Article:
QuinniPeople: Paul Friedman

By Taylor Popielarz

“I’ve been so unbelievably lucky because I lived through and worked during the Golden Age of television news.”

Strong words, spoken by a man with a strong resume.

Quinnipiac Journalism Professor Paul Friedman is a 40-year veteran of network television news who has held nearly every high-ranking job one can as a journalist. His former titles include executive producer of the Today Show, executive vice president of both CBS and ABC News, executive producer of World News Tonight with Peter Jennings, and the list goes on.

Friedman’s journey began while a student at Princeton, when he joined the college radio station as a disc jockey for a jazz show. He then helped cover President Johnson dedicating a building at the school, and he loved it. He then went on to Columbia’s Graduate School of Journalism, and entered the workforce in 1967 as a writer for NBC Radio News.

Friedman discusses a love for showing people what’s going on in places that they might never get too. While speaking with him, he began recounting just a few of the places he traveled too, and some of the significant people he got to meet.

“The Berlin Wall was pretty incredible coming down,” Friedman said. “Going to China and Russia, and wars in the Middle East, and riots in American cities, and meeting every president since Johnson.”

Friedman is a dog-loving father of four who now spends his time teaching broadcast writing at Quinnipiac University. He conducts his class with a sarcastic yet sophisticated style, aiming to help each student improve as a writer.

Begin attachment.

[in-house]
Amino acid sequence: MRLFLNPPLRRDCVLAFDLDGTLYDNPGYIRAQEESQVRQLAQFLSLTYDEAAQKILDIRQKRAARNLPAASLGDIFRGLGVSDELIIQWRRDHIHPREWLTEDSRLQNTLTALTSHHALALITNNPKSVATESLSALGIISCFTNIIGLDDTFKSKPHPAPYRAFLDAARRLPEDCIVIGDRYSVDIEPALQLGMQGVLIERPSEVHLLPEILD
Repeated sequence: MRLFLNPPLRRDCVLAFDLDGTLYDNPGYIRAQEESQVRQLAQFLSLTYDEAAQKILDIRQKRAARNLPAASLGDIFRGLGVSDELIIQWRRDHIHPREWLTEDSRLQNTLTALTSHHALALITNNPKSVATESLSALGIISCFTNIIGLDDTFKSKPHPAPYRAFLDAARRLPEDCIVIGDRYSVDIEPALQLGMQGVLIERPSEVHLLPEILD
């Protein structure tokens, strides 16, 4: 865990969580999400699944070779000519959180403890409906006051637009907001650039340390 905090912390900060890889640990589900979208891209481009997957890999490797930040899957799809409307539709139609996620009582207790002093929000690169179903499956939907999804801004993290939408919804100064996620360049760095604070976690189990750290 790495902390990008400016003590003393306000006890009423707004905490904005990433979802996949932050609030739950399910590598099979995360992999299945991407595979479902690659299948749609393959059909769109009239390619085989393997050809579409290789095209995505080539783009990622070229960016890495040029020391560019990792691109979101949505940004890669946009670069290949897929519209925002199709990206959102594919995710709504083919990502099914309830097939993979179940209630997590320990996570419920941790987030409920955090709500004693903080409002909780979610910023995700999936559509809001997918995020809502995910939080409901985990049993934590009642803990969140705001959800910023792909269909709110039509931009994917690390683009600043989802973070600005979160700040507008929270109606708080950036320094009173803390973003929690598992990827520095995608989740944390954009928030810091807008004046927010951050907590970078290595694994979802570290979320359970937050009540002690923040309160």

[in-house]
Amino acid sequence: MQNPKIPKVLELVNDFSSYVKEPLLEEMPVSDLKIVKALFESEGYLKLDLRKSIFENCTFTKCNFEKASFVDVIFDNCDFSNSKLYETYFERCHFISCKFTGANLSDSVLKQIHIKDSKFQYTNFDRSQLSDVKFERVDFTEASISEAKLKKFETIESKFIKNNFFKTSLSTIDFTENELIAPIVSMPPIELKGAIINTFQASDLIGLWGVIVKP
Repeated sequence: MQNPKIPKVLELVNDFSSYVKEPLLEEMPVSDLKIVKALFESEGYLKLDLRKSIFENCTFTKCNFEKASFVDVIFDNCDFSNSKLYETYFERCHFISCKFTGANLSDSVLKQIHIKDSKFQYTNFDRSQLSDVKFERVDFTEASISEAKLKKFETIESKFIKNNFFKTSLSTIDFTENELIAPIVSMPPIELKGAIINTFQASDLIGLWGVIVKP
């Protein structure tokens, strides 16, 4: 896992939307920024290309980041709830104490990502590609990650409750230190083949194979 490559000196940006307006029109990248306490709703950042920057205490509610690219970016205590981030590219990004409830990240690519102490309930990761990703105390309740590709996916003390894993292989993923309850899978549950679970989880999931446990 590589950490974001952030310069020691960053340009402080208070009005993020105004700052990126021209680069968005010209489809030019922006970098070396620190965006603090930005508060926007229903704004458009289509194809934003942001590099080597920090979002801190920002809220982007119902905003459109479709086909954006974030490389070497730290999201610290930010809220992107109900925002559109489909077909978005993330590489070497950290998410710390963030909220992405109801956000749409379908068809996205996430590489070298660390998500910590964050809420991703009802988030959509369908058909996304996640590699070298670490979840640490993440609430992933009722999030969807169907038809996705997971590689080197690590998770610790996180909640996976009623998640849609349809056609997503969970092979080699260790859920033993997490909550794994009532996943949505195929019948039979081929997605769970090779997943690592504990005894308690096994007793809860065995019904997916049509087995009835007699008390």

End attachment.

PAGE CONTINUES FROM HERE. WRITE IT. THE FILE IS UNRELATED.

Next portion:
“By the end of the term I see big improvement,” he said, “and that’s enormously satisfying, especially if you believe, as I do, that writing is the single most undervalued thing in the educational system and in journalism.”

Friedman jokes that like when he was producing, he still yells a lot as a professor, but he notes he certainly curses less. But while speaking with Friedman, it became clear that high standards are something this man prides himself on.

“I am proud of the fact that I will leave behind a bunch of people who know what they’re doing,” Friedman said, “and who have high standards, and who care about the truth.”

These are lessons Friedman tries to instill in both his students, and his daughter, who is a producer at ABC News.

“I don’t think I ever stopped insisting on high standards and good performance from people,” Friedman said. “And I think they profit from that, and I think the audience profits from that.”


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